Enlightenment Sensibility of Netflix Prize Runs Afoul of FTC


The data privacy and breach stories that have made the biggest headlines over the past couple of years have principally involved companies either not adequately securing data or being the subject or hackers, which in turn resulted in exposure to statutory breach claims under various state laws, contractual breach claims and tort liability under negligence theory.  So, the news this week that Netflix is suspending its much vaunted Netflix Prize 2 until it resolves data privacy concerns expressed by the Federal Trade Commission (FTC) provides a good reminder of the authority at the federal level of the FTC to hold companies accountable for the assurances they provide their customers about data privacy.

Well before the advent of the Nobel Prize, arguably the premier prize for scientific achievement, there existed a tradition dating back at least to the Enlightenment of science-focused groups and clubs staking a prize for the proving of some scientific theorem or mathematical conjecture.  In a sense, Netflix was following in this long tradition, with a little bit of marketing and general business savvy thrown in to the mix, when in 2006 it announced its initial Netflix Prize contest in which it would award $1 million to whoever could most improve its movie recommendation algorithm.  Much like a mini-space program, this spurred numerous teams of professional and amateur researchers to pore over the data that Netflix then made available to facilitate the contest.  Therein lies the rub.  The data was supposed to be anonymous — and for all practical purposes this may have been the case.  The data was purged of all names and other personally identifiable information.  Yet, proving that clever people can do a lot with very little, a separate researchers uninterested in the Netflix prize proceeded to show that with a little effort the purportedly anonymous data was, in fact, not so anonymous.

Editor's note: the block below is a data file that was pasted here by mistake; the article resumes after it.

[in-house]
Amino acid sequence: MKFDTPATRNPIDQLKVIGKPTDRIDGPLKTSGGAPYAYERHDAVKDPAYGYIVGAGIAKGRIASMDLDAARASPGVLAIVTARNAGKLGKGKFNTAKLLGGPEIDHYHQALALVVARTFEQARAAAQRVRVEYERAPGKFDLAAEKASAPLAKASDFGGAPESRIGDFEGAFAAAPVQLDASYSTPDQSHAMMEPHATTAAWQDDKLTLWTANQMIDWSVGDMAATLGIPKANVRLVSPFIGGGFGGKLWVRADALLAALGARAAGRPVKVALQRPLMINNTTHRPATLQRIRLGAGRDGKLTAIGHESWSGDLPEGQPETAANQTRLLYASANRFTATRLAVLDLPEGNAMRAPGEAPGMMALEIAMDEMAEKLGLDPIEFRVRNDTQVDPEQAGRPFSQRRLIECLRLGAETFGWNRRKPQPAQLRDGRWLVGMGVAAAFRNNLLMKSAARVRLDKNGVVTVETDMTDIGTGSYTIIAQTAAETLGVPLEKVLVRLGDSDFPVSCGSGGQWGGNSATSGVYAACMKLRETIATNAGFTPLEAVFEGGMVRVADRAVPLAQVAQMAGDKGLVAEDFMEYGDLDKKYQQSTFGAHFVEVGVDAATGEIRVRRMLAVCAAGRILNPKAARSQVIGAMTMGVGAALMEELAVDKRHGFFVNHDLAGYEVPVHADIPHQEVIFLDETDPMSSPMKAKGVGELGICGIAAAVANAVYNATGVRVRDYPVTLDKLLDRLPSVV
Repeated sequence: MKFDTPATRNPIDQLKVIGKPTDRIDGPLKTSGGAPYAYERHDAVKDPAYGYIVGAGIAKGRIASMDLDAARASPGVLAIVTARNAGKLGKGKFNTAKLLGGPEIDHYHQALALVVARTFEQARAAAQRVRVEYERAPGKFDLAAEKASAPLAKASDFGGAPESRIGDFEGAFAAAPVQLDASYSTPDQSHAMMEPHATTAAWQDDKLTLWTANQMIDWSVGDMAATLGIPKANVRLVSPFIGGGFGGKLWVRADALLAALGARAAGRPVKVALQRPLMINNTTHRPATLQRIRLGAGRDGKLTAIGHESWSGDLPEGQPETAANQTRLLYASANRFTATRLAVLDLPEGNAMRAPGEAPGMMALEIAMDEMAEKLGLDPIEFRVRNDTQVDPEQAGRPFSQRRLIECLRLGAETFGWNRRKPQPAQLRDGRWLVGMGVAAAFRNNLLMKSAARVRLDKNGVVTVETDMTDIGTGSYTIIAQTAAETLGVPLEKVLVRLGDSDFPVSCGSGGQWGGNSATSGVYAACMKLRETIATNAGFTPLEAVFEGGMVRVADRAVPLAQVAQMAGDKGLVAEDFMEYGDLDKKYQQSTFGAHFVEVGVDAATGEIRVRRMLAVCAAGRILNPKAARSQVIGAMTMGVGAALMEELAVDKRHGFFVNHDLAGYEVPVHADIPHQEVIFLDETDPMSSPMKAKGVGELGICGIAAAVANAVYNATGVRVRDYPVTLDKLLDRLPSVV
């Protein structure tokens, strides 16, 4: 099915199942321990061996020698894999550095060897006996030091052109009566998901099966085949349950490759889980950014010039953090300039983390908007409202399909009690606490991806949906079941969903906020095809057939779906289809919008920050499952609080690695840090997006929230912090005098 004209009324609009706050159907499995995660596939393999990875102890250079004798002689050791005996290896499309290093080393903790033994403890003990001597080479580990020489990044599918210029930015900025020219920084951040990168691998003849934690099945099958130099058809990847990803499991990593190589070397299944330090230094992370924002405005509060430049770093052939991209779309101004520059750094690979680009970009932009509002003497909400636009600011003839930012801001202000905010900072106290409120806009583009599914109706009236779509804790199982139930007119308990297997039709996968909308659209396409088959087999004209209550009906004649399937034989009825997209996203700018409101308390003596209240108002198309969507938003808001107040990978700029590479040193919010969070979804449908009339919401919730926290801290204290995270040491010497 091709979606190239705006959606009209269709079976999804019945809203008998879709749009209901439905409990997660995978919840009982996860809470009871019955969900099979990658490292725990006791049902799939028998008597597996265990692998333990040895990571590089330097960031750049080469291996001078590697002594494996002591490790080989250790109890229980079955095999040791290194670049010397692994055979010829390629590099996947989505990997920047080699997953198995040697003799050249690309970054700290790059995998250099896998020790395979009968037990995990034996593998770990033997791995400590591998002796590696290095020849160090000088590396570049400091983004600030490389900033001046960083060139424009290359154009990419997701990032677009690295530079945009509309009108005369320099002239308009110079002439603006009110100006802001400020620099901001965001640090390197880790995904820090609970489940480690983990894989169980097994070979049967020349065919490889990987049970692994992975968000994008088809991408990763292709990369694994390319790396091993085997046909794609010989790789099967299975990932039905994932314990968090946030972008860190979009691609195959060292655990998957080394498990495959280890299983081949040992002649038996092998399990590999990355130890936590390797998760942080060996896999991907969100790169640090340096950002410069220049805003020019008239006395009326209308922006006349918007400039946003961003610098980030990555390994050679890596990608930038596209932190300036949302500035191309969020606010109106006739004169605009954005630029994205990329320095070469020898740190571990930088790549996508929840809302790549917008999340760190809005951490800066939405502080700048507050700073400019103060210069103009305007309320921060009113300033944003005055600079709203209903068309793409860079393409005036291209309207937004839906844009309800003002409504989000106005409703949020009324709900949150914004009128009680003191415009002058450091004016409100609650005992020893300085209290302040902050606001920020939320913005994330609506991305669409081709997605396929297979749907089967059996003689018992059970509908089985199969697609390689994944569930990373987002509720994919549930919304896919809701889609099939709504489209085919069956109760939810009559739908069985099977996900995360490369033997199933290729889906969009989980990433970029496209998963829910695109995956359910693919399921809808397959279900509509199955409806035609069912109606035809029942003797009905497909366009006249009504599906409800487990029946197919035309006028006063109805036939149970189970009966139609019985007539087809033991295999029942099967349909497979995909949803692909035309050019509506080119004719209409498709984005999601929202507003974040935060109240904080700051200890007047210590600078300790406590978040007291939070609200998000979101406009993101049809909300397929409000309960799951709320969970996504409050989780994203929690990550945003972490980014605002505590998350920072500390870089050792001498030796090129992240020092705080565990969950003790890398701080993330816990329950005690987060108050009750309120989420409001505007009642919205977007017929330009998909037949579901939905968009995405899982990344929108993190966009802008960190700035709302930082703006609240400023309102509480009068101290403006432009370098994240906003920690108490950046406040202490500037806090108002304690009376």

While the parallel analysis did not achieve any sort of prize recognition, it garnered the attention of the FTC.  Made aware of the research after the second Netflix Prize contest was announced and that Netflix actually planned to provide even more demographic information than was provided in the first contest, the FTC opened an investigation this past fall pursuant to its broad authority under Section 5 of the FTC Act to address unfair and deceptive trade practices.  While businesses other than those in certain  regulated areas (for example, financial institutions and healthcare providers) do not have to have any privacy policy, if they do have such a policy they are obligated to adhere to what they promise. 

The current Netflix Privacy Policy states, in part, that:  “We may also disclose and otherwise use, on an anonymous basis, movie ratings, consumption habits, commentary, reviews and other non-personal information about customers.” (Emphasis added.)   The quoted portion of the Netflix Privacy Policy is a fairly plain vanilla statement.  Variants of this are commonly found in many consumer-focused websites and work just fine so long as the policy is adhered to.  Netflix is not alone in wanting to use its storehouse of seemingly anonymous customer data for analytical purposes, and there is real good that comes from such efforts.  But, with advanced methodologies and the telling ingredient of a little ingenuity continually posing challenges to long-held assumptions about how secure data is, you can be sure the FTC will keep knocking on the doors of those who are less than vigilant.

NetFlix Blog Notice on Ending Contest: NetflixBlog–PrizeNotice

FTC Letter Closing Investigation: http://www.ftc.gov/os/closings/100312netflixletter.pdf

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